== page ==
Saturday, July 6, 7pm
in the Bear Gallery
In her book Master on the Mountain, Neville Abbott Jacobs takes her readers on the spiritual journey she took to find herself and a deeper understanding of the world. Closely connected to Buddhism herself, Neville tells of a two year period between 1977 and 1979 that changed her life. On this Saturday in the Bear Gallery, she will take her audience on a recollection of this journey with her, to share the experiences she has made along the way and across the world.
“The Master on the Mountain was called a travel-adventure memoir by someone. I originally named it “The Magic Quest,” but a friend said it sounded like I was learning how to pull rabbits out of a hat. So I renamed it, because that idea, that there are beings, or masters, meditating in caves in the mountains to benefit mankind, is an inexplicable belief I had, and a theme running through the book. I always felt, even as a child, that there were such beings, and I was on a quest for greater spiritual truths, and to know if that were true. Strange moments of a memory, impossible except as in a previous life. I was pretty sure they were in India, and I longed to go there. Of course, I was considered fairly odd.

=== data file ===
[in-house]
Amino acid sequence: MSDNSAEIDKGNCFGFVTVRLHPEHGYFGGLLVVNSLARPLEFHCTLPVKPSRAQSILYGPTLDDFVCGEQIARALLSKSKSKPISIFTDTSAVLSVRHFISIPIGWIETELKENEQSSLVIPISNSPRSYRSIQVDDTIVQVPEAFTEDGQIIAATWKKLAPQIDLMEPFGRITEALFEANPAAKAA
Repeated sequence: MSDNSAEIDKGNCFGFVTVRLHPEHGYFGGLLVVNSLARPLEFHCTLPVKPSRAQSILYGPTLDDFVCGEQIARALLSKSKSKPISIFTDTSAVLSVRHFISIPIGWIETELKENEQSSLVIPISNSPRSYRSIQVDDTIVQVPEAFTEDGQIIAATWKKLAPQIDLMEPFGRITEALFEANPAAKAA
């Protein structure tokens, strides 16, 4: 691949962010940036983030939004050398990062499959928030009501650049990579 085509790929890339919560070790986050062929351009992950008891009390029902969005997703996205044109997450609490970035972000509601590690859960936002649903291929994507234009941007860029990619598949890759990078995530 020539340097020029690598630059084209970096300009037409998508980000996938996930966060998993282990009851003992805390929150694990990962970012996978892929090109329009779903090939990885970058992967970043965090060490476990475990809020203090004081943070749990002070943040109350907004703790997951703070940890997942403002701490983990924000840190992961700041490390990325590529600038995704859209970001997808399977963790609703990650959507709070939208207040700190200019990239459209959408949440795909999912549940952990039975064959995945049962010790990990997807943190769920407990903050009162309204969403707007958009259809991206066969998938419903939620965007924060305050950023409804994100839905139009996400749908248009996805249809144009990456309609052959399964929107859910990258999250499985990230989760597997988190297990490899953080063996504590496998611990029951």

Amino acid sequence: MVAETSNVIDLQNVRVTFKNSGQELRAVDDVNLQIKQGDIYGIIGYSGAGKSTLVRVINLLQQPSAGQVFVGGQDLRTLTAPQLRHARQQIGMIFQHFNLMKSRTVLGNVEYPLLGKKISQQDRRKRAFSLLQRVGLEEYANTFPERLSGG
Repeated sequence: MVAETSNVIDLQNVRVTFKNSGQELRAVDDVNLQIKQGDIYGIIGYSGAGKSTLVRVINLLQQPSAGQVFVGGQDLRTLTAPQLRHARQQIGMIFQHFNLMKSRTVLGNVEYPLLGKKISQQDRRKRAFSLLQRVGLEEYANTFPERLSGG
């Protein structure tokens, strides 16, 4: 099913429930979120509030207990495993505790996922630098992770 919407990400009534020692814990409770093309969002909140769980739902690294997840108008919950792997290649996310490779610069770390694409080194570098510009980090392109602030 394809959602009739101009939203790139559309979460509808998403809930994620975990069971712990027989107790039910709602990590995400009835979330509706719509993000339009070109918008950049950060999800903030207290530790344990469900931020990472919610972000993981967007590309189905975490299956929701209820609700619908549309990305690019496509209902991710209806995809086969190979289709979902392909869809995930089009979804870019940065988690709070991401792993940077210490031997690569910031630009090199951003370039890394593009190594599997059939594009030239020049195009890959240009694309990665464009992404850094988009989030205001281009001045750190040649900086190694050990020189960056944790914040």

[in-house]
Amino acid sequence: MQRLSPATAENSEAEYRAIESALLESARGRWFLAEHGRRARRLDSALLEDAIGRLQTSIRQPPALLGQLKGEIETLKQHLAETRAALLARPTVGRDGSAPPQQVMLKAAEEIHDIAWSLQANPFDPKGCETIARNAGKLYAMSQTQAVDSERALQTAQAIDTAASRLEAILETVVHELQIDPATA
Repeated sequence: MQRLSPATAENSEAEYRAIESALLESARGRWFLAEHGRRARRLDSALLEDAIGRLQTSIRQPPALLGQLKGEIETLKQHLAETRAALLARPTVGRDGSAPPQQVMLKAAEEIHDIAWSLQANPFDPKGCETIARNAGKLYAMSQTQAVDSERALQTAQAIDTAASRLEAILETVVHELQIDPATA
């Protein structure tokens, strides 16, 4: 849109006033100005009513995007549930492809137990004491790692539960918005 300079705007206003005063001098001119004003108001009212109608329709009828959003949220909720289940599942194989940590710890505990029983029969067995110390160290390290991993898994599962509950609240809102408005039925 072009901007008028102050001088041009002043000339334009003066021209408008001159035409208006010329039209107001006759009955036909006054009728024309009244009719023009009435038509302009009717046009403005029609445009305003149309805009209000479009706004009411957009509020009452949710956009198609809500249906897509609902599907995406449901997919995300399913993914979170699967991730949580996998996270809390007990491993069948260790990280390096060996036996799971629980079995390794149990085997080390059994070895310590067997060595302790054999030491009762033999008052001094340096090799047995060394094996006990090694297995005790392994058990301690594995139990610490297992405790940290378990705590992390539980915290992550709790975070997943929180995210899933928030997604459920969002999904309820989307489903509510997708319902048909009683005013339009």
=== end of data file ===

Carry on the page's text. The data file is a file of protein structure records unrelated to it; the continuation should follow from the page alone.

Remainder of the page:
I had to tell, through flashbacks, about certain periods in my life when I describe experiences that are essential to understanding these later events. I grew up in Southern California, and in 1949 moved to Anchorage with my parents at 19. I was fascinated by eastern and traditional cultures so began taking classes in anthropology, finally moving to Fairbanks where I received my bachelor’s degree.
After I graduated from the University of Alaska, Fairbanks, I went to graduate school in Hawaii for a year then returned to Fairbanks to continue for M.A.’s in anthropology and journalism. I often visited Hawaii, especially to Jean Burns, a physicist who was interested in consciousness as a discipline, and we shared an interest in what some call “the greater spiritual path.”
I had to tell, through flashbacks, about certain periods in my life when I describe experiences that are essential to understanding later events discussed in the book. These include moments when traveling with Eskimo friends to Diomede Island; or being at Nuchalwoya at Tanana. The main focus of the Master on the Mountain, however, is on a two year period, from 1977 to 1979, from my first meeting the Nechung Rinpoche in Hawaii, to Seattle, where the Dalai Lama came on his first visit to the United States.”
– Neville Abbott Jacobs
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